So here's the thing: We don't want Geese and Ducks using our beach as a latrine, which they seem to want to do, so we have to come up with ways to discourage them. Bottle rockets may seem extreme to you, but consider this: Our neighbor wants us to shoot the buggers. And if we don't do it, she will. So I have reluctantly agreed to the Bottle Rocket method in order to protect them from Pistol Packin' Grandma, but this time of year I reserve the right to declare a moratorium. (PPG knows about this, too.)
This time of year there are babies out there, and there are enough scary things without us adding to their fears.
This year we've only seen two geese pairs with two babies each. That's unusual and I have to wonder what environmental changes might be taking place now. We're used to seeing eight to ten goslings following behind--at least at first. Over time, either through predation or disease, the numbers dwindle, and I watch sadly as the families grow smaller and smaller.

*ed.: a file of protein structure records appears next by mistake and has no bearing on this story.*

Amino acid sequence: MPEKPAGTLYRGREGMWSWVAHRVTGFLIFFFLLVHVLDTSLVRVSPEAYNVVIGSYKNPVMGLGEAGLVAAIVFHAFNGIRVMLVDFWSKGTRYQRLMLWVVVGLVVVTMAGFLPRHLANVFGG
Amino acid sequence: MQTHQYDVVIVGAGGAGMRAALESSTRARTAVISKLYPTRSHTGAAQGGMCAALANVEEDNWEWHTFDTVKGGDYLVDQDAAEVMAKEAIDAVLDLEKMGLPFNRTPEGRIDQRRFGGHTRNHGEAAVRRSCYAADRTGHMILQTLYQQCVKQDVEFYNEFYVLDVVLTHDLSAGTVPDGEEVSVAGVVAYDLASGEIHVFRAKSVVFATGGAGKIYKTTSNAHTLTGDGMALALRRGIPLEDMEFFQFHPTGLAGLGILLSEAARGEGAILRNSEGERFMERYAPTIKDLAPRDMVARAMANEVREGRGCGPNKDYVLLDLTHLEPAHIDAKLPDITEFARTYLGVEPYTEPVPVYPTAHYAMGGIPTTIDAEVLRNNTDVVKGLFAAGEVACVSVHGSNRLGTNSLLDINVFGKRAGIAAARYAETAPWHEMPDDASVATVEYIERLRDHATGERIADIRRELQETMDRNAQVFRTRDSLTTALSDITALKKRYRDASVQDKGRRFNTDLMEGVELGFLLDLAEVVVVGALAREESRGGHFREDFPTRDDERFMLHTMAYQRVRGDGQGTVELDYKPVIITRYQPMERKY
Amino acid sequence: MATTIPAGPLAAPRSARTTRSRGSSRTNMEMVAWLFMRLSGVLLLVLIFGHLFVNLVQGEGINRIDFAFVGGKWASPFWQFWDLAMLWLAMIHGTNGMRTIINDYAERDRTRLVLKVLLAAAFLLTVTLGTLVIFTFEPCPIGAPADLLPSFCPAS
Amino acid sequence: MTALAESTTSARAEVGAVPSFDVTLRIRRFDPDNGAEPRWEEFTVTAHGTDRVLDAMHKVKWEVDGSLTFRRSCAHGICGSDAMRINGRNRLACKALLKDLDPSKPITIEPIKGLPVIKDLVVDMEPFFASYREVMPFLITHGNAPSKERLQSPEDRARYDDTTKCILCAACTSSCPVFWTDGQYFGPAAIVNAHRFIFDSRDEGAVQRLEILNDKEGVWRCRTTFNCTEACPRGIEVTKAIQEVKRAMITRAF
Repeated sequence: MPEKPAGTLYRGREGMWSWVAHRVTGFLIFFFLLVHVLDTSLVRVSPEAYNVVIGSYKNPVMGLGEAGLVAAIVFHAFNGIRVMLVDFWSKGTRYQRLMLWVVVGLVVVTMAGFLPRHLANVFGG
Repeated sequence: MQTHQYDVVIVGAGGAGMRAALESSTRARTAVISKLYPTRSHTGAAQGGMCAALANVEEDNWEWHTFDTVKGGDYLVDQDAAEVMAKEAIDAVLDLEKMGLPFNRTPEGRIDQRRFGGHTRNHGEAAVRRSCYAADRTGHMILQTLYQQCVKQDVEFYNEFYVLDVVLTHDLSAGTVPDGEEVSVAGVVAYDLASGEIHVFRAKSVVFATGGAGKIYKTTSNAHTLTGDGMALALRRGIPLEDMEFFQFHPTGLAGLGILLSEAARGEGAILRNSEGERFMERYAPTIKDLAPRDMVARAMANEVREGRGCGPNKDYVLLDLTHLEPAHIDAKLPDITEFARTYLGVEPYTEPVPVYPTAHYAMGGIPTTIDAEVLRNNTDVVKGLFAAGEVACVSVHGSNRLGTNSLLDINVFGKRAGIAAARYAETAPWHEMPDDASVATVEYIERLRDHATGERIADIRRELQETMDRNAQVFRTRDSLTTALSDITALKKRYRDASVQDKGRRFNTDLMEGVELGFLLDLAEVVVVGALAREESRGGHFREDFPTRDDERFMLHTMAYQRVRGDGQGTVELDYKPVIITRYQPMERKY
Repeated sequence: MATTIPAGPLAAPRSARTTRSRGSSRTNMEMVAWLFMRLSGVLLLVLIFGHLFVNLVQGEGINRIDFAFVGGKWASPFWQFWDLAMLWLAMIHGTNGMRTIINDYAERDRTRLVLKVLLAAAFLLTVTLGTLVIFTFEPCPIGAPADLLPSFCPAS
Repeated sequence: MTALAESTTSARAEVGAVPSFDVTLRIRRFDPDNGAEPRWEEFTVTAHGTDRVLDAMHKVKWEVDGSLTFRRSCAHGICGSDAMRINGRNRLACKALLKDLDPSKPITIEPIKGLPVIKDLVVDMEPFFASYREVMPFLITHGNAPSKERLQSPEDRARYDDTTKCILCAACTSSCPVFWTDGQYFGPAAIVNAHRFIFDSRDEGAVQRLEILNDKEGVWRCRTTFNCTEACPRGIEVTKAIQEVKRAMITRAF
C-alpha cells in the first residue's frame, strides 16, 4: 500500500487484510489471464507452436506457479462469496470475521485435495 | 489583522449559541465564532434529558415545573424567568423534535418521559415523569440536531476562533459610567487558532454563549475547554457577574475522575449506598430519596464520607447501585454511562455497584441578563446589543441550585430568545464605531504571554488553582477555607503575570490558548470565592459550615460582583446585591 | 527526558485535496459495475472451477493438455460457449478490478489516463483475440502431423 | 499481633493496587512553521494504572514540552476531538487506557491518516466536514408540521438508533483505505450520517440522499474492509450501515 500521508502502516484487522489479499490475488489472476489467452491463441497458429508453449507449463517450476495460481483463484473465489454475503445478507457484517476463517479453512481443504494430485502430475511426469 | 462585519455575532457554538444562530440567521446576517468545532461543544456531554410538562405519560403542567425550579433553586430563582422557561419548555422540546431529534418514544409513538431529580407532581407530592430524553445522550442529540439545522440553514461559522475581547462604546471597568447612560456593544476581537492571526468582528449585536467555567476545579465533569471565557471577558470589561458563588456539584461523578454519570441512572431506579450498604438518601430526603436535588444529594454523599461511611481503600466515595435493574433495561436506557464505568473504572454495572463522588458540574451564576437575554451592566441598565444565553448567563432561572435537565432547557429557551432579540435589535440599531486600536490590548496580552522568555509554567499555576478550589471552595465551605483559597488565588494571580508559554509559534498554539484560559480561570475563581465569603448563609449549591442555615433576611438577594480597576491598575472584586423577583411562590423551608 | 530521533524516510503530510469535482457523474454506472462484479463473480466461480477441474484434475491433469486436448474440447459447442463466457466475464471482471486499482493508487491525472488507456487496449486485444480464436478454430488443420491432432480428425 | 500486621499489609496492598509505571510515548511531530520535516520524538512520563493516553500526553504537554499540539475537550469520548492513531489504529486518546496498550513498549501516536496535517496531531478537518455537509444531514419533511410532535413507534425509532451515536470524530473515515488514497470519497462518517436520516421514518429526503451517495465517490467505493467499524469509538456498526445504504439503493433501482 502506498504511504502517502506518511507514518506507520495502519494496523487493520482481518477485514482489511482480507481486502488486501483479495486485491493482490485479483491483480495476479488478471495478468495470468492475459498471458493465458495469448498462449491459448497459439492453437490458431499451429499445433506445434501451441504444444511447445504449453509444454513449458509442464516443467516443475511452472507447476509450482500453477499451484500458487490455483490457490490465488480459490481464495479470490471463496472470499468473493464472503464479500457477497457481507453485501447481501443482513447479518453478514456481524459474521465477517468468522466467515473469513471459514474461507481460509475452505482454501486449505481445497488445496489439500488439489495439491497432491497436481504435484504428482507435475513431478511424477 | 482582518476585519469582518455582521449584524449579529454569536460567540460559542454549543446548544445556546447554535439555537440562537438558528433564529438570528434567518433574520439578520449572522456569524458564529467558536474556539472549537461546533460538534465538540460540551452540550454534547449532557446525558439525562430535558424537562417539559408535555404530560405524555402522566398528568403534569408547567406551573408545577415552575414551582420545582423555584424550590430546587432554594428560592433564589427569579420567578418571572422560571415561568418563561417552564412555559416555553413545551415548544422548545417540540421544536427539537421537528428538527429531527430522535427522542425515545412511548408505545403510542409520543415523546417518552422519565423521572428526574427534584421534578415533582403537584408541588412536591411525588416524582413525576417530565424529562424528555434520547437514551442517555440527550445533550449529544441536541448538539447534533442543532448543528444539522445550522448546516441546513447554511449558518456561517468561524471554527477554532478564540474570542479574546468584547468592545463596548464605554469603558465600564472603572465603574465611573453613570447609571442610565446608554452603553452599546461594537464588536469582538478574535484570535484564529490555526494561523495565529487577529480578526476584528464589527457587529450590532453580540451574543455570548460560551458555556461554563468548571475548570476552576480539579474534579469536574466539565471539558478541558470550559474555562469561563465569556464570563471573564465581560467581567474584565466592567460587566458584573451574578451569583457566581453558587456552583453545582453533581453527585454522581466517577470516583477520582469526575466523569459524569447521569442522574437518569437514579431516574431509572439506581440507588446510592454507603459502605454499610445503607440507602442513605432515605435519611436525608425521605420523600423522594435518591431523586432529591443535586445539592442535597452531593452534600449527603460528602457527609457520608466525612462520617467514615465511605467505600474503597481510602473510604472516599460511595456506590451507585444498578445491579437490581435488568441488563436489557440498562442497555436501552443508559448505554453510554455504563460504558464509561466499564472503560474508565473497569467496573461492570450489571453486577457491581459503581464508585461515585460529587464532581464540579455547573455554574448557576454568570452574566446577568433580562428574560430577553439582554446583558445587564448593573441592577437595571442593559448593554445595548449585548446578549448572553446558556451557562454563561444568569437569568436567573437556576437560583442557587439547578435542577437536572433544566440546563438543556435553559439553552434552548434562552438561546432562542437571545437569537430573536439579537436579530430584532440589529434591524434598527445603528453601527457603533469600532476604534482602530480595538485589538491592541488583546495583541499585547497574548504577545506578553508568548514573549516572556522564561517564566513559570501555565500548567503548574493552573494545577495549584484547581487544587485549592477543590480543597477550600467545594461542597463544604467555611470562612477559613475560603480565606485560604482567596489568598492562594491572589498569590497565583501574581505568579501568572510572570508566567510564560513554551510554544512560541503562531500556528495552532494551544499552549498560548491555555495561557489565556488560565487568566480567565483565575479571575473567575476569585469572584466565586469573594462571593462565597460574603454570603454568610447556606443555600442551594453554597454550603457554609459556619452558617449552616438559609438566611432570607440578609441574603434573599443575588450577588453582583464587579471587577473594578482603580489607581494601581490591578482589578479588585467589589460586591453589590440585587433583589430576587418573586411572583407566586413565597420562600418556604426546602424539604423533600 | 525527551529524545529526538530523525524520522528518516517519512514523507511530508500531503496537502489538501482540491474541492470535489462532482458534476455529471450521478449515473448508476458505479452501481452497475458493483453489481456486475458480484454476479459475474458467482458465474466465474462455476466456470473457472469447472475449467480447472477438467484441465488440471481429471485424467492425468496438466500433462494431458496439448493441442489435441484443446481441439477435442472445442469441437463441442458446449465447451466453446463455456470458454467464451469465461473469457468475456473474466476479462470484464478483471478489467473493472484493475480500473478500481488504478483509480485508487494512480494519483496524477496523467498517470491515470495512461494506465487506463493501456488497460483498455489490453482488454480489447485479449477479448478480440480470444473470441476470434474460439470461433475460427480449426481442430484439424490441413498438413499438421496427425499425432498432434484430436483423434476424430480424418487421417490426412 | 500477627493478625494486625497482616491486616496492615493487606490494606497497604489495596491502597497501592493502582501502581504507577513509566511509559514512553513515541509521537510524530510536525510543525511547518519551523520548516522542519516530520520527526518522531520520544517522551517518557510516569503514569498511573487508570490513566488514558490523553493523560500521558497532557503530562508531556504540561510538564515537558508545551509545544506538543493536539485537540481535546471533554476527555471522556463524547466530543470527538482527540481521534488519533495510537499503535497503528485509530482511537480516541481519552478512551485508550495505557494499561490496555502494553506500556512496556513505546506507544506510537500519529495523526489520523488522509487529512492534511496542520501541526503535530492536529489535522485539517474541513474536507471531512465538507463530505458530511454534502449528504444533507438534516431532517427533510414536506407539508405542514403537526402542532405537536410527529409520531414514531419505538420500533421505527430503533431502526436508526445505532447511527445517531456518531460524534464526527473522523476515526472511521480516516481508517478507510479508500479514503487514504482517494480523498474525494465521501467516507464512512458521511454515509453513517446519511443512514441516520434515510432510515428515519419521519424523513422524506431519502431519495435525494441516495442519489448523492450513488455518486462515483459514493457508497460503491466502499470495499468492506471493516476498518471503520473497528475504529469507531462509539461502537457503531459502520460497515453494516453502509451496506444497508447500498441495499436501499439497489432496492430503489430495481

I'm no expert on geese, but I've been watching these nurseries over the years and I've seen several families swimming together as groups. I have to assume it's for mutual protection. Sometimes the goslings paddle from one family to another and I know it's only a matter of time until one of the parents chases them back to where they belong. There's a bit of a ruckus for a while, with both sets of parents getting their feathers ruffled before they calm down and get back to whatever they were doing. But they are a community--no doubt about it.
Last year I saw this family of Goldeneyes. I had never seen their babies before and this was a thrill:
I'm still waiting to see a mama loon carrying her babies on her back. They don't ordinarily come close to shore, so I may never get the chance. But there's always hope. I keep my camera close, just in case.